The Haas Brothers and L’Objet’s ceramic creatures tell a surreal story in Joshua Tree
Hitchhiking vessels, wandering coffee pots and sun-burnt serving bowls feature in a new film that captures the Haas L’Objet collection’s pure imagination
Inspired by the mystic landscape of Joshua Tree in the California desert, LA-based artist twins Simon and Nikolai Haas worked with Elad Yifrach (creative director and master craftsman at lifestyle brand L’Objet) to create a family of characterful critters, that double as highly usable home objects. Elegant catch-all bowls with hand-carved scales have bellies ready to be filled with oddities; salt and pepper monsters have textured, porcelain ‘fur’ coats; salad spoons double as antennae, sprouting from a mint-green serving bowl.
‘In the beginning we were considered fabricators, then designers, then high-end designers and now artists,’ Nikolai told us upon the launch of the Haas Brothers’ Bass Museum exhibition in December 2018. The L’Objet collection reflects the brothers’ artful exploration of functional forms, that, in Nikolai’s words ‘makes somebody think differently, or feel a certain way’. If their ‘Djuna’ creature, complete with four varnished gold paws, doesn’t make you look at a coffee pot differently, we don’t know what will.
The Haas Brothers’ original sketches were first printed in 3D in their LA studio, then transformed into reality by L’Objet’s design team in its Portuguese porcelain atelier, where Yifrach and the Brothers flew out to get hands-on with production. Together, they sculpted each prototype by hand before moulds were made ready for the porcelain pouring. This combination of handmade and technical manufacturing methods affords the collection a unique balance of precision and warmth.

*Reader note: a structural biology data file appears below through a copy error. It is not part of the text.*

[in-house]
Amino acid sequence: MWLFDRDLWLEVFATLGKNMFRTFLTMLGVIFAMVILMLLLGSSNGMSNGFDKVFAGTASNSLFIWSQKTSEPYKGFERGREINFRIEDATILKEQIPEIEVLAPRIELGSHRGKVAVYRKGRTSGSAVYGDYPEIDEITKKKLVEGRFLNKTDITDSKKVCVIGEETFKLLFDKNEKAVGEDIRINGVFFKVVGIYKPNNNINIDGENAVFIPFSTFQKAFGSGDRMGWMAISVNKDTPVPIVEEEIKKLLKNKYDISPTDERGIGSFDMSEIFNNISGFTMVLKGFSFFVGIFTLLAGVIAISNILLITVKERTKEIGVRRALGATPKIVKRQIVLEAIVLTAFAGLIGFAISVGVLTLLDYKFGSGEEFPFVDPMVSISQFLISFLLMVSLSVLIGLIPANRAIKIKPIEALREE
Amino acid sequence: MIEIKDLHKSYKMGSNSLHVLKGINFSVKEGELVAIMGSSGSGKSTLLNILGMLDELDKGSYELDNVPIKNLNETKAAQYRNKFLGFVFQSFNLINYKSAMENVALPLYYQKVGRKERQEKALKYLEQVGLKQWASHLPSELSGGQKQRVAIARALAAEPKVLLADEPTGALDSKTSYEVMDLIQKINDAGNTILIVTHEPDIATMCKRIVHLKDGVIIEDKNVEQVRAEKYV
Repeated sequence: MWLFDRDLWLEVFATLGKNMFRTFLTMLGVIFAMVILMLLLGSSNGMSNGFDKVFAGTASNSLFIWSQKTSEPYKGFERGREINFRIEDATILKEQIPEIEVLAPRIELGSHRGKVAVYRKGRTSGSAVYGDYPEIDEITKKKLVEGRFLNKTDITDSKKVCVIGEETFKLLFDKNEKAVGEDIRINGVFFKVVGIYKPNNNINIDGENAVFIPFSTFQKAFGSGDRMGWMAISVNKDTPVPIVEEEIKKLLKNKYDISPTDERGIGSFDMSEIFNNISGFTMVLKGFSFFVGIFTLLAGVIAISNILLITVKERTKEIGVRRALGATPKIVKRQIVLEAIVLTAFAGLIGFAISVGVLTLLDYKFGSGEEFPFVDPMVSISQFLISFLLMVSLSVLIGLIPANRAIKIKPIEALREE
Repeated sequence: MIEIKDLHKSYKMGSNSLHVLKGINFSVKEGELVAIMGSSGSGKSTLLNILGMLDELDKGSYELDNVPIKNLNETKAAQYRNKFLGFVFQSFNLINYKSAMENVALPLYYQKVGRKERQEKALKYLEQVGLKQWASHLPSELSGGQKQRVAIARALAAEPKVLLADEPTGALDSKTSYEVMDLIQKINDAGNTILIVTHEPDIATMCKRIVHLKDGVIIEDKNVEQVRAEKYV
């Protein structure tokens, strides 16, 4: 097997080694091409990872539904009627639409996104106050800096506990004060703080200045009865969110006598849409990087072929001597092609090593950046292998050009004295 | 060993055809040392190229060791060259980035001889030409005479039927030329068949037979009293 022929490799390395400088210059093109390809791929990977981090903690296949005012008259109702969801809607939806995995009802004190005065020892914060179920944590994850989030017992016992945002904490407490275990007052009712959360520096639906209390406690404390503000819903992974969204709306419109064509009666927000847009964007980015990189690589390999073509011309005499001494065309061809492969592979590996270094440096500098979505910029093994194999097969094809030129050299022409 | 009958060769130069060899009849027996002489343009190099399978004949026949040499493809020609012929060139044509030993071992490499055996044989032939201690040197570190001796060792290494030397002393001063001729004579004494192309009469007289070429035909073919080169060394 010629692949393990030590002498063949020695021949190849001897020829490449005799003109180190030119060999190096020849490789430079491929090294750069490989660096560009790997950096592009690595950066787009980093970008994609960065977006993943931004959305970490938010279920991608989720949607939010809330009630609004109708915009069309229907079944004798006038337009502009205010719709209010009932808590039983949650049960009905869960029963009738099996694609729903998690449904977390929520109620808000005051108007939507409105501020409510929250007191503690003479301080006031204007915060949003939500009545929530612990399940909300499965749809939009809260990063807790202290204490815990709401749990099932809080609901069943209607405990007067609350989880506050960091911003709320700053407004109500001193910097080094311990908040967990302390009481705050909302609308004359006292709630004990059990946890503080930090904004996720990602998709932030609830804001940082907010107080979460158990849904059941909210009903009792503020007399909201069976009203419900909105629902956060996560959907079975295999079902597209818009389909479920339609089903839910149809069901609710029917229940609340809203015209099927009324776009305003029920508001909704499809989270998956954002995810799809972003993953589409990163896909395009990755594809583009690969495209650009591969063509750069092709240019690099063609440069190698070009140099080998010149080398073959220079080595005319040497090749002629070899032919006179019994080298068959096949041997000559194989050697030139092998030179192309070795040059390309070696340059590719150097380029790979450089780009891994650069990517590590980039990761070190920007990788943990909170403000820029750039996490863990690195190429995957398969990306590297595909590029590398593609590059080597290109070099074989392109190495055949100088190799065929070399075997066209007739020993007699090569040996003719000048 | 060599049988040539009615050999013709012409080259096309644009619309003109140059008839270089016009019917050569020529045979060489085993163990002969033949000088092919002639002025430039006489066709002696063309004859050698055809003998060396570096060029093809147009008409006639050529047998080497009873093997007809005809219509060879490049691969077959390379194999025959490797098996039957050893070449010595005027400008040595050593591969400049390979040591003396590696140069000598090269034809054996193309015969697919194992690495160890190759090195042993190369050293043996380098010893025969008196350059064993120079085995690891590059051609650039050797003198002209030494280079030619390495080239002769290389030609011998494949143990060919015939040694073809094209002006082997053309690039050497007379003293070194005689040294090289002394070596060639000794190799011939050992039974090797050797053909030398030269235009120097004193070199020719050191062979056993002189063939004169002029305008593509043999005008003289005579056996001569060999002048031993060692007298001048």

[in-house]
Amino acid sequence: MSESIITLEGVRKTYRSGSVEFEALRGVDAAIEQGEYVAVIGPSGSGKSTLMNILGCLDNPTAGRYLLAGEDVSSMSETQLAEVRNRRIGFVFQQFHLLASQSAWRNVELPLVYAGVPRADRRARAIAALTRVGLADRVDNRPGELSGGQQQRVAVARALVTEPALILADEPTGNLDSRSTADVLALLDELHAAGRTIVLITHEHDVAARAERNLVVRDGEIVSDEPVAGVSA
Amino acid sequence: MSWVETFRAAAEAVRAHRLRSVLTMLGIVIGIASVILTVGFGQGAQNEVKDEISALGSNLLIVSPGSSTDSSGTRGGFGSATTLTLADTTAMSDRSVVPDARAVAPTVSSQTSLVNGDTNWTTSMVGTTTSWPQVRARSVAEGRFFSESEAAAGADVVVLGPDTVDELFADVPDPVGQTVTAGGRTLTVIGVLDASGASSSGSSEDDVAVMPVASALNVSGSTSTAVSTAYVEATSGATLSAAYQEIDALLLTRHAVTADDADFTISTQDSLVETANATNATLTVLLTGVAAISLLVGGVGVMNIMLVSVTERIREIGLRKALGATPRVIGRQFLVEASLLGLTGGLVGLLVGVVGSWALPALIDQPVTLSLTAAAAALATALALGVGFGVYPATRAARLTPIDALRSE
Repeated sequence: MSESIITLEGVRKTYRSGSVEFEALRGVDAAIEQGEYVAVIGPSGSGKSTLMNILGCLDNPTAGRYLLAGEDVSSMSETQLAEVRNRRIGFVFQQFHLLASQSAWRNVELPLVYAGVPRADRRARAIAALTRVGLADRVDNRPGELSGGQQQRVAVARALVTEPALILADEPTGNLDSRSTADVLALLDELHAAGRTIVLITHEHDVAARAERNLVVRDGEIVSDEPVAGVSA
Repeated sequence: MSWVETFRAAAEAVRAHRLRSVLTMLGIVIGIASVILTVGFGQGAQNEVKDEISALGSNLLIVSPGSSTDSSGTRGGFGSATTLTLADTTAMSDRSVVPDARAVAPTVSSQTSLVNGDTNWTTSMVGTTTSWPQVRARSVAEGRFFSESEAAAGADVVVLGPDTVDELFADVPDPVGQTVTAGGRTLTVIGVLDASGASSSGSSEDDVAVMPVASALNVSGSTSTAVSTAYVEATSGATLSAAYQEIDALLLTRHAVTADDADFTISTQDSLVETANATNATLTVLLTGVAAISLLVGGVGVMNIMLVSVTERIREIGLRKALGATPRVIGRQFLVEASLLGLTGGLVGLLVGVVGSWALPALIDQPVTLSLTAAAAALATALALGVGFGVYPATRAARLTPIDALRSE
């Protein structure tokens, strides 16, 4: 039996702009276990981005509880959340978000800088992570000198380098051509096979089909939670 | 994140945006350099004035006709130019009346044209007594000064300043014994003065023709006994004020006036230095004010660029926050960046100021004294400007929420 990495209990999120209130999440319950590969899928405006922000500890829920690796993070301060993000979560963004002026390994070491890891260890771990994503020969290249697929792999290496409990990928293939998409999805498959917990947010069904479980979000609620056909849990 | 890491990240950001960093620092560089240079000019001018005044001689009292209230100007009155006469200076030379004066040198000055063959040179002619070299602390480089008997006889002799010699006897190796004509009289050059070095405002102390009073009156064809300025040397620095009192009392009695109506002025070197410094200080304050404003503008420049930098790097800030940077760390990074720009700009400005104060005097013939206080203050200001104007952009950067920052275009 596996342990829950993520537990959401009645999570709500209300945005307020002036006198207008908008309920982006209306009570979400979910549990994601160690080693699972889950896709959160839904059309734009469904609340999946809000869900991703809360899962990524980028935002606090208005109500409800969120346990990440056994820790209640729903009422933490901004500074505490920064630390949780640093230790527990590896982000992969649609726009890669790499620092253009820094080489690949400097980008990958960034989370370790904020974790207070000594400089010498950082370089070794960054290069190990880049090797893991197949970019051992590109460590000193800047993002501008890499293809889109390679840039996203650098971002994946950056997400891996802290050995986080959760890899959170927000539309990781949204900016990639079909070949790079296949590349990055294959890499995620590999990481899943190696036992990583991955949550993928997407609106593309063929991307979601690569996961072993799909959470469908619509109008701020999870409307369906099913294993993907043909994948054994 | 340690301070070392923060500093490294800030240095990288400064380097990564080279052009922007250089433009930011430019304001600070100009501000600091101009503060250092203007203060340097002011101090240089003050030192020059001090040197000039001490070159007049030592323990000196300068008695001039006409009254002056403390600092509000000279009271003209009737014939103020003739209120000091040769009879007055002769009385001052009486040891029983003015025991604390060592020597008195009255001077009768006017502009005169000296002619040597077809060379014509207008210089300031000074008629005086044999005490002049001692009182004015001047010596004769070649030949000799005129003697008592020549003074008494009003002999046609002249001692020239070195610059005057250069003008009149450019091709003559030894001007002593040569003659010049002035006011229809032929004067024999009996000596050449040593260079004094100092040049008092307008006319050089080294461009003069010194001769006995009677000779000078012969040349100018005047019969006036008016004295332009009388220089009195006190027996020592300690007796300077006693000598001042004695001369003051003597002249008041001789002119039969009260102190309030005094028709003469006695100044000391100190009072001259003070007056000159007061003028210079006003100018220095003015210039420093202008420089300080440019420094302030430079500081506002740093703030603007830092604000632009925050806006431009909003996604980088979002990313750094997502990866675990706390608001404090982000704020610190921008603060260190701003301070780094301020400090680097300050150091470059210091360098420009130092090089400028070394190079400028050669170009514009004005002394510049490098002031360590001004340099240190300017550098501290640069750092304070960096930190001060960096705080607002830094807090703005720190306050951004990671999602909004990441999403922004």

Ahead of a launch party at Bergdorf Goodman in New York, on 7 March, L’Objet has released a dream-like new film, directed by LA-based photographer Mason Poole, that sees the objects in their (un)natural habitat. ‘Both the brothers and I have a strong affinity to the desert, especially Joshua Tree,’ explains Yifrach. ‘We imagined a lot of the pieces in the collection as fantasy creatures living in this magical place. It felt right to photograph them in the land in which they were imagined.’
Enlisting Poole, better known for photographing pop-stars than pot-stars, was a savvy move. ‘Mason has such a cool way of telling a cinematic story that is unique to how he sees things, and we wanted him to follow us and feel the connection with this vast space,’ Yifrach continues. ‘I love the way the video puts these emotions and our inspiration together. He captured it perfectly.’ Now, to capture the critters themselves. §